Ignaz Semmelweis was a Hungarian obstetrician working at Vienna's Allgemeines Krankenhaus in 1847, when he noticed the dramatically high incidence of death from puerperal fever amongst women who delivered at the hospital (30%.) By contrast, home births were relatively safe. Investigating further, Semmelweis made the connection between puerperal fever and examinations of delivering women by doctors, and further realized that these physicians had usually come directly from autopsies. Asserting that puerperal fever was a contagious disease and that matter from autopsies were implicated in its development, Semmelweis made doctors wash their hands with water and lime before examining pregnant women, thereby reducing mortality from childbirth to less than 2% at his hospital. Nevertheless, he and his theories were viciously attacked by most of the Viennese medical establishment.

John Snow contributed to the formation of the germ theory when he traced the source of the 1854 cholera outbreak in the Soho neighborhood of London. The statistical analysis of the affected cases showed that the outbreak was not consistent with the miasma theory which was prevalent at the time. Contrary to the contagion model, he identified drinking water as the vessel for transmission of the disease. He found that cases occurred in the homes which obtained their water from the Broad Street pump, which, not coincidentally, was at the center of the outbreak.

Louis Pasteur further demonstrated between 1860 and 1864 that fermentation and the growth of microorganisms in nutrient broths did not proceed by spontaneous generation. He exposed freshly boiled broth to air in vessels that contained a filter to stop all particles passing through to the growth medium: and even with no filter at all, with air being admitted via a long tortuous tube that would not pass dust particles. Nothing grew in the broths, therefore the living organisms that grew in such broths came from outside, as spores on dust, rather than being generated within the broth.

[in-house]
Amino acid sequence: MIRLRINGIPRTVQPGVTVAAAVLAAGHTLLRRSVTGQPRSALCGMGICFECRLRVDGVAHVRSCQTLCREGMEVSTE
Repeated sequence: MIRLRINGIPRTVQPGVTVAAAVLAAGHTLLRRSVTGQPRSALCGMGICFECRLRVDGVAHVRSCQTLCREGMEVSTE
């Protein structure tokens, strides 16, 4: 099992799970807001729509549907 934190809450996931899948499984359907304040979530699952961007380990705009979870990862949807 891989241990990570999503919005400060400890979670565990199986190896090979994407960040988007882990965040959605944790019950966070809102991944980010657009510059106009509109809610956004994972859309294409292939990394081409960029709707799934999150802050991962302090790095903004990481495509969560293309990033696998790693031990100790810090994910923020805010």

Robert Koch was the first scientist to devise a series of proofs used to verify the germ theory of disease. Koch's Postulates were first used in 1875 to demonstrate anthrax was caused by the bacterium "Bacillus anthracis". These postulates are still used today to help determine if a newly discovered disease is caused by a microorganism.

Criticism

Though no one seriously disputes the germ theory outright, there are some who believe that it is incomplete as a theory of disease. The most commonly cited reason is the clinical inaccuracy of Koch's third postulate, which states that any susceptible animal infected with a pathogenic microbe should express symptoms. Koch himself later recanted this postulate after evidence showed asymptomatic carriers of typhoid and cholera.

Others' theories of disease accentuate the host resistance factors, arguing that germs are too ubiquitous to be viewed as the "cause" of disease, even if they are a necessary component of disease. These approaches typically accept the mechanics of the germ theory, but emphasize that heredity, public health, socioeconomic status, nutritional and/or immunologic status, or lifestyle are more important than germs themselves.Many people with same or similar exposure to same microbes, may not all get similar infection and outcome under normal environment. It can be immune defense strength dependent. But immune strength, susceptibilities and sensitivities related to particular microbes can also be dependent on instabilities and imbalances in the biochemistry of an individual.